Mar 02 2017

Conversation | Machine Seeing with Kate Crawford and Trevor Paglen

Thurs | 7PM

Machine Seeing with Kate Crawford and Trevor Paglen

When machines see, they employ forms of vision unfamiliar to those of us with human eyes. How is machines vision affecting us, and what are some of the implications of the recent turns towards artificial intelligence for power, ethics and accountability? On the occasion of Frank Heath’s exhibition, Blue Room, please join academic and author Kate Crawford and artist and researcher Trevor Paglen as they discuss how the political economy is being shaped by new forms of optimization, automation and aesthetics. As Paglen has written, ‘art works inhabiting the world of machine-seeing might not look like anything at all.’

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Kate Crawford is leading researcher, academic and author who has spent 15 years studying the social impacts of large-scale data, machine learning and artificial intelligence. She is a Principal Researcher at Microsoft Research New York, a Visiting Professor at the MIT Media Lab and a Senior Research Fellow at NYU’s Information Law Institute. In 2016, she co-chaired the White House symposium AI Now ( on the social and economic implications of AI in the next decade. Crawford is a member of the World Economic Forum’s AI and Robotics Future Council, and the chair of WEF’s Network on AI, IoT, and The Future of Trust. Her work has recently appeared in NatureThe New York Times and Harper’s Magazine. She is a member of the feminist art collective Deep Lab.

Trevor Paglen is an artist whose work spans image-making, sculpture, investigative journalism, writing, engineering, and numerous other disciplines. Among his chief concerns are learning how to see the historical moment we live in and developing the means to imagine alternative futures. Paglen’s work has had solo exhibitions at Vienna Secession, Eli & Edythe Broad Art Museum, Van Abbe Museum, Frankfurter Kunstverein, and Protocinema Istanbul, and he has participated in group exhibitions the Metropolitan Museum of Art, the San Francisco Museum of Modern Art, the Tate Modern, and numerous other venues. He has launched an artwork into distant orbit around Earth in collaboration with Creative Time and MIT, contributed research and cinematography to the Academy Award-winning film Citizenfour (2014), and created a radioactive public sculpture for the exclusion zone in Fukushima, Japan. He is the author of five books and numerous articles on subjects including experimental geography, state secrecy, military symbology, photography, and visuality. Paglen’s work has been profiled in The New York TimesVice MagazineThe New Yorker, and Artforum. In 2014, he received the Electronic Frontier Foundation’s Pioneer Award for his work as a “groundbreaking investigative artist.”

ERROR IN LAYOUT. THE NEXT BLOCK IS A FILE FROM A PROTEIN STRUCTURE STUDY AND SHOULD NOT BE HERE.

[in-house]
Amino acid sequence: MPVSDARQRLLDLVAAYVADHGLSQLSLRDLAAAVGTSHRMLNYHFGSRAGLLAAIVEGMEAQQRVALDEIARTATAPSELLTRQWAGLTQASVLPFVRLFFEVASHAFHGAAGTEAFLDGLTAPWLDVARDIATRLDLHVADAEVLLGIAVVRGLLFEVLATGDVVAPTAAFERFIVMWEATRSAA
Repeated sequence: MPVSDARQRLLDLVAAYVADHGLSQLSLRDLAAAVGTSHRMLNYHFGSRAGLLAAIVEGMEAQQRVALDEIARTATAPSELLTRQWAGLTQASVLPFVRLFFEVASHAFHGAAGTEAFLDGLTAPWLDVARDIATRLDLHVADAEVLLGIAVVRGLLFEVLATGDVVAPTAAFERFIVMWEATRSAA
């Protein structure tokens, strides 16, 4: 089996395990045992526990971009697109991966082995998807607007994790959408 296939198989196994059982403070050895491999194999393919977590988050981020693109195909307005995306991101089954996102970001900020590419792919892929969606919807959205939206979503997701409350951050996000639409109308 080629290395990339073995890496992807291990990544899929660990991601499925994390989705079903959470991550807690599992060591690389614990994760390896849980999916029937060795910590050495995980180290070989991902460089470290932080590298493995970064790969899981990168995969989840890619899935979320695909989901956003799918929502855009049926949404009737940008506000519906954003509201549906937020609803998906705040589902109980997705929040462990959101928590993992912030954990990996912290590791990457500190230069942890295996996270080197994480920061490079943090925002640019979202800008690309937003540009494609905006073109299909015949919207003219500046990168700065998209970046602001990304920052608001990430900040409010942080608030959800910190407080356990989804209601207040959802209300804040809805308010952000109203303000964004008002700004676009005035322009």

Image credit: Trevor Paglen, rendering of “Sight Machine,” a performance in collaboration with Kronos Quartet. Courtesy of Altman Siegel, San Francisco.

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